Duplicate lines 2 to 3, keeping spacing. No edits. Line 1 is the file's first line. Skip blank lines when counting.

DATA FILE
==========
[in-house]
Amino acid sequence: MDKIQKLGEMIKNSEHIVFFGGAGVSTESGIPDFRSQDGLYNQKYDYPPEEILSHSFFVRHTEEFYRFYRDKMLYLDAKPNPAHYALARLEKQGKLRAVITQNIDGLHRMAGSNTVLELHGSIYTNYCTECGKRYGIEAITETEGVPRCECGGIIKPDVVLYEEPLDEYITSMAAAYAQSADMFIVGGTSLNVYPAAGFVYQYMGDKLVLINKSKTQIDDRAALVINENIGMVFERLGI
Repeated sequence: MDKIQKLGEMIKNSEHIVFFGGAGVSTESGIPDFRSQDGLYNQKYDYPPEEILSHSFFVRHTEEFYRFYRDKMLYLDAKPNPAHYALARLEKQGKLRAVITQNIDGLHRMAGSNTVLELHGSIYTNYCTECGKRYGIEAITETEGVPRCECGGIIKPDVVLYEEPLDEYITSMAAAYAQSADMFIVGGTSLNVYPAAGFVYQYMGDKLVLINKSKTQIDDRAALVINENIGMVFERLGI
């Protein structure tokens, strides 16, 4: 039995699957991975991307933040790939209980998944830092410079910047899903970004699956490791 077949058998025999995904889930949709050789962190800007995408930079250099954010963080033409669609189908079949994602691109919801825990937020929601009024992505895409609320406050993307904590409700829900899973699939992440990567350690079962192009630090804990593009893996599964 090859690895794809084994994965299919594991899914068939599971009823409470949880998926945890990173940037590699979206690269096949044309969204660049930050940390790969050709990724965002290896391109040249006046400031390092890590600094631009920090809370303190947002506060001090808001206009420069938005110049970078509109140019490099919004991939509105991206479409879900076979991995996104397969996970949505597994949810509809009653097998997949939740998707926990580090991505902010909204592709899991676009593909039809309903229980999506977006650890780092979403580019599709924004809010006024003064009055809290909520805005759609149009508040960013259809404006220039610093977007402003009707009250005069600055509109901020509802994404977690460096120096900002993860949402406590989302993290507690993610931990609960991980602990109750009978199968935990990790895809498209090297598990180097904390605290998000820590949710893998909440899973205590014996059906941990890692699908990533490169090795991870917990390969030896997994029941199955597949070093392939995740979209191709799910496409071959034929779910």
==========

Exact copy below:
Amino acid sequence: MDKIQKLGEMIKNSEHIVFFGGAGVSTESGIPDFRSQDGLYNQKYDYPPEEILSHSFFVRHTEEFYRFYRDKMLYLDAKPNPAHYALARLEKQGKLRAVITQNIDGLHRMAGSNTVLELHGSIYTNYCTECGKRYGIEAITETEGVPRCECGGIIKPDVVLYEEPLDEYITSMAAAYAQSADMFIVGGTSLNVYPAAGFVYQYMGDKLVLINKSKTQIDDRAALVINENIGMVFERLGI
Repeated sequence: MDKIQKLGEMIKNSEHIVFFGGAGVSTESGIPDFRSQDGLYNQKYDYPPEEILSHSFFVRHTEEFYRFYRDKMLYLDAKPNPAHYALARLEKQGKLRAVITQNIDGLHRMAGSNTVLELHGSIYTNYCTECGKRYGIEAITETEGVPRCECGGIIKPDVVLYEEPLDEYITSMAAAYAQSADMFIVGGTSLNVYPAAGFVYQYMGDKLVLINKSKTQIDDRAALVINENIGMVFERLGI